Summer in the Yarra Valley is comfortable and mild, with only some hot days. During the winter, the region experiences strong cold winds and frost, as well as plenty of rain, with average temperatures of 13°C.
Autumn, on the other hand, can be windy and rainy at times. This is when most grapes are harvested, so if you're interested in learning about winemaking, this is the best time to visit.
How To Reach Yarra Valley From Melbourne
By Car: Some car services, originating in Melbourne or the Yarra Valley, provide a private chauffeur for the day. If you plan on visiting many wineries in one day, it is strongly recommended that you use the service because Australian driving laws are extremely strict.
If you intend to drive yourself for a longer stay, the area has plenty of parking as well as charming hotels and bed and breakfasts. Melbourne's central business district is just an hour away on this scenic drive. From Melbourne, take the Eastern Freeway until you hit the Burke Road North exit. Follow Burke Road to Upper Heidelberg Road and Metropolitan Route 44 to Eltham, then turn right onto the Eltham-Yarra Glen Road at Kangaroo Ground.
Public Transport: Melbourne's public transportation is probably the best in the world, so getting to Healesville in under two hours for less than $10 is easy. To get to your destination, simply board a train and switch to a bus.
Helicopter: When money is no restraint, the most trendy way to get to the Yarra Valley is to take a 20-minute helicopter ride straight to one of the wineries. En route, you'll be treated to unrivaled aerial views of Melbourne and the surrounding countryside. Several Yarra wineries (Levantine Hill, Oakridge, Domaine Chandon, Tarrawarra Estate, and De Bortoli) have a launchpad and sell it as part of a package deal for about $1,500 that even includes a winery lunch.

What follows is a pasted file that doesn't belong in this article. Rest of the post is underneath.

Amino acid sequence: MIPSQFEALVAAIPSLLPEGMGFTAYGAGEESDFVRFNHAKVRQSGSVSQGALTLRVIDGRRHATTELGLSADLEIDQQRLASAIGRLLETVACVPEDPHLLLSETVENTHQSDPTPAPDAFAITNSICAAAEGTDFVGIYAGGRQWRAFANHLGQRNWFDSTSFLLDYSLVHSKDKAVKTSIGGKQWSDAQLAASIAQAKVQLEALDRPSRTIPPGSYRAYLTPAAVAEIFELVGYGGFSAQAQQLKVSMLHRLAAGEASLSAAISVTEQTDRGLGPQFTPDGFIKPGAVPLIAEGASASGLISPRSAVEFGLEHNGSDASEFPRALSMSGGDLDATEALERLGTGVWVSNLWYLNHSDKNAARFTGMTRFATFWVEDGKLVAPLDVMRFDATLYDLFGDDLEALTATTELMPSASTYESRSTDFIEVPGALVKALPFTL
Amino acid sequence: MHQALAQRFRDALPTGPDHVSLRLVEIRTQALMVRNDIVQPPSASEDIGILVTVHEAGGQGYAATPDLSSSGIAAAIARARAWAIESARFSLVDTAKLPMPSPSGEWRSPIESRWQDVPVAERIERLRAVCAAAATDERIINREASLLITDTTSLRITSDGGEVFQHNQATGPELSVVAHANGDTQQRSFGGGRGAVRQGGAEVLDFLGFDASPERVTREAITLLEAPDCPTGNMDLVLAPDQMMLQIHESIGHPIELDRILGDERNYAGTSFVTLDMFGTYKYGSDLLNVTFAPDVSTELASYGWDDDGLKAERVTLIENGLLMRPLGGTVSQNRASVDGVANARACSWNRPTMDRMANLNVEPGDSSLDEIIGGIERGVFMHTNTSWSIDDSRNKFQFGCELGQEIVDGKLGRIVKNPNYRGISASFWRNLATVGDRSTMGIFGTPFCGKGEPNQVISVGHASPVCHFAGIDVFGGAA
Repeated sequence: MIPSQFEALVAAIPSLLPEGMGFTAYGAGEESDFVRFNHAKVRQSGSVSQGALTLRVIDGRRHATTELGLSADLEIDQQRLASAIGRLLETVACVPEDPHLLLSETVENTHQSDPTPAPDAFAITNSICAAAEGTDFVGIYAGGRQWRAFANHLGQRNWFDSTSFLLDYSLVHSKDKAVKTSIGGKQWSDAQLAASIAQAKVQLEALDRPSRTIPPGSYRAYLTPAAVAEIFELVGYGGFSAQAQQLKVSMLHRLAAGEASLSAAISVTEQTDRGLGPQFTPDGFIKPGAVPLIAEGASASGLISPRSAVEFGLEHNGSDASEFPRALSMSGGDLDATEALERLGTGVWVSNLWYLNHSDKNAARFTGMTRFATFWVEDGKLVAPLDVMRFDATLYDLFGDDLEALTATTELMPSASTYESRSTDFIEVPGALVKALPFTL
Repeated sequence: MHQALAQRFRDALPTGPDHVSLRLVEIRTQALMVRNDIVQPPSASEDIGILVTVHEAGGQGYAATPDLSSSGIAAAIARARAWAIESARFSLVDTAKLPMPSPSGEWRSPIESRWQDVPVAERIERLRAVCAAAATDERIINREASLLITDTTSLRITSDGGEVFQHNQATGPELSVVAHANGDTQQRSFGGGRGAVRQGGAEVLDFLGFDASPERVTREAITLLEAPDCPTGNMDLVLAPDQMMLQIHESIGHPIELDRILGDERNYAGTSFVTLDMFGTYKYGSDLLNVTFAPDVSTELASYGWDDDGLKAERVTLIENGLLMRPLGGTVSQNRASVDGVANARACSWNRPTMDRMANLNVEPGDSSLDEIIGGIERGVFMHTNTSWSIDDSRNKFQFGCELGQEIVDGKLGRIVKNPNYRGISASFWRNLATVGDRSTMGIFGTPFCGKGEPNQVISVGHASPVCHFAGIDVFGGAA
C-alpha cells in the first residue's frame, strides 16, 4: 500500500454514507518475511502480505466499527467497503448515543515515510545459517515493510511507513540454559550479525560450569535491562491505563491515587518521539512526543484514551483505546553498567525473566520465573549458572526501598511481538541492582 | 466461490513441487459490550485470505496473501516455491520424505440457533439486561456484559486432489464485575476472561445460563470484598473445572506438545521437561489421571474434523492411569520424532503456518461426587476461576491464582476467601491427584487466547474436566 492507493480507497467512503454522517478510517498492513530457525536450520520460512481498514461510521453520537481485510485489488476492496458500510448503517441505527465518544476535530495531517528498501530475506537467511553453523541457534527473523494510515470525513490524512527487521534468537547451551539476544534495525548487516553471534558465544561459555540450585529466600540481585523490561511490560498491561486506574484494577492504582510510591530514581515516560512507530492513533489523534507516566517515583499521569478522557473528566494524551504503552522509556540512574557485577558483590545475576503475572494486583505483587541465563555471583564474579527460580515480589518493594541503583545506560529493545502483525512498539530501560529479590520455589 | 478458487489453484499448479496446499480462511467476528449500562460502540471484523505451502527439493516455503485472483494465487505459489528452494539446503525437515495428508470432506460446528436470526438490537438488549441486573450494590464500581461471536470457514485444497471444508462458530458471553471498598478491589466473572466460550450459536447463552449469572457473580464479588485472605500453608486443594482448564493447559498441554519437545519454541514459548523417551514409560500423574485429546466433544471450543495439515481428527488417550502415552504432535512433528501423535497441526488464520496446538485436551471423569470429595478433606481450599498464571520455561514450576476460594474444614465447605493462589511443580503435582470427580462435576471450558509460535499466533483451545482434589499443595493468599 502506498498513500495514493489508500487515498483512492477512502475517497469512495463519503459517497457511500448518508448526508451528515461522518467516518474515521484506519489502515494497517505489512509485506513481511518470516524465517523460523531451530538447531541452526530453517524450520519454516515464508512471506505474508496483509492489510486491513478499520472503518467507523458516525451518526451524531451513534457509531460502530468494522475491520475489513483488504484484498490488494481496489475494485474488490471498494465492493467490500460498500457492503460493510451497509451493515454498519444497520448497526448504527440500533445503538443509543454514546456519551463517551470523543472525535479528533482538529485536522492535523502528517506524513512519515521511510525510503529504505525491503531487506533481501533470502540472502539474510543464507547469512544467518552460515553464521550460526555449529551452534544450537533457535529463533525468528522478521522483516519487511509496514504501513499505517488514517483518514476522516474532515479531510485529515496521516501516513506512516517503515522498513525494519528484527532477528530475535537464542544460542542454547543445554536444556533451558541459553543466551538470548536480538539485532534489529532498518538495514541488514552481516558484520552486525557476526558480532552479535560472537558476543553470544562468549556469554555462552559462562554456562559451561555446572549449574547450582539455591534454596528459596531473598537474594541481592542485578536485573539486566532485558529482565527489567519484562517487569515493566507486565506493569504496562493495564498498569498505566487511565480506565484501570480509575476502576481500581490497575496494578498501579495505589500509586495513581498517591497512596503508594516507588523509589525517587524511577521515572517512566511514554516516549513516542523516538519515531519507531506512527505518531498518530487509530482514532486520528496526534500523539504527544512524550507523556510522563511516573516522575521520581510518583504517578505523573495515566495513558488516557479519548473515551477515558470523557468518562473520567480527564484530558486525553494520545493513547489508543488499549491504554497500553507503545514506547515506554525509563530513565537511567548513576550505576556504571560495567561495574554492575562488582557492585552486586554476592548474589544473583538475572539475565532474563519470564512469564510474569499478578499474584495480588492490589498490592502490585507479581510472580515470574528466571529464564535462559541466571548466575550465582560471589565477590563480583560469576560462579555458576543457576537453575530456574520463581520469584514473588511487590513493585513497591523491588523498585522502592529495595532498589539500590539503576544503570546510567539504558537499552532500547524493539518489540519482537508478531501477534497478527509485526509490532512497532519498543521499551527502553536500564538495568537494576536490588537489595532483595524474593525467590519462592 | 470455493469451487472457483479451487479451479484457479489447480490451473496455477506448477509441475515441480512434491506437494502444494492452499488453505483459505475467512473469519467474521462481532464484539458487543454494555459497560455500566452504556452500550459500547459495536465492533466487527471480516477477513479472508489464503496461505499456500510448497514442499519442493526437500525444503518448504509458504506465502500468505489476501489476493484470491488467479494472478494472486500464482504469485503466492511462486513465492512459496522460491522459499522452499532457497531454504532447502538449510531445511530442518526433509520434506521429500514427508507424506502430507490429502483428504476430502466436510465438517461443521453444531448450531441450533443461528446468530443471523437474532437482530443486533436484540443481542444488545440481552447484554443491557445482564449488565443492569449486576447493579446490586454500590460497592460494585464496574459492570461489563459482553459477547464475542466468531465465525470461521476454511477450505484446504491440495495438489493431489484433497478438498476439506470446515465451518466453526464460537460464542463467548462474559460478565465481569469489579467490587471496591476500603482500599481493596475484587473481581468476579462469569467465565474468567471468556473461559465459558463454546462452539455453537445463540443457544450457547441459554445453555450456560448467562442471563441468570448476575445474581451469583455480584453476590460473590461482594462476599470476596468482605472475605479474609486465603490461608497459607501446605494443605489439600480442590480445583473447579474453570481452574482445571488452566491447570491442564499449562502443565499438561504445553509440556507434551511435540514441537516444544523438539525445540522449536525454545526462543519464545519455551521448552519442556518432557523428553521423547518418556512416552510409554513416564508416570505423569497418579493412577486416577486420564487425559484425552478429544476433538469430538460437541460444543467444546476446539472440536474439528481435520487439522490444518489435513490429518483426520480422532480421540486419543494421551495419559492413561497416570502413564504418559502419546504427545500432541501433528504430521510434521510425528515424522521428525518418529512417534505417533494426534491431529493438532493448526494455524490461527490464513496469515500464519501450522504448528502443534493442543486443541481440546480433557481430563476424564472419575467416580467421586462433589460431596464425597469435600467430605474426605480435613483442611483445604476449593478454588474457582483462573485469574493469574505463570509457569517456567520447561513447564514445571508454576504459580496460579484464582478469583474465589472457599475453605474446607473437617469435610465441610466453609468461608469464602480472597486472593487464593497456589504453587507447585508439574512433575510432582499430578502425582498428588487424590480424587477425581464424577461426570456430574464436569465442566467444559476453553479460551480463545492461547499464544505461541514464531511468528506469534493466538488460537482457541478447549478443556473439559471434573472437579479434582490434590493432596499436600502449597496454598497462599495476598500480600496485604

Best Time of The Year To Visit
It's simple to schedule your visit around the weather, thanks to the mild and constant temperatures. Spring is the wettest season, so if you don't like wearing raincoats and gumboots, stay away from September and October. However, the end of Spring is a wonderful time to visit. It's warm but not overwhelming, and the vines are just beginning to produce the next season's harvest, so there's a lovely buzz in the air.
When planning your journey, bear in mind that March is harvest season, which is an excellent time to visit the vineyards and go on wine-tasting tours.
The annual Tesselaar Tulip Festival, held in the Dandenong Ranges around September/October, is a must-see for tulip fans. Yes, it's the rainy season, but the tulips are in full bloom and looking spectacular. There's also the Healesville Music Festival, which takes place in November and is a great way to get a feel for the area by sampling local food and wine while listening to live music. There's even a tent for the kids, so bring them along.
If you enjoy food, wine, music, and entertainment, Shedfest is a great place to go. The festival, which is now in its 17th year, was established to highlight the unique charm of the region's boutique wineries. Since it's a roving festival, you'll be able to visit the winemakers' families and get a taste of the Yarra Valley's lesser-known regions.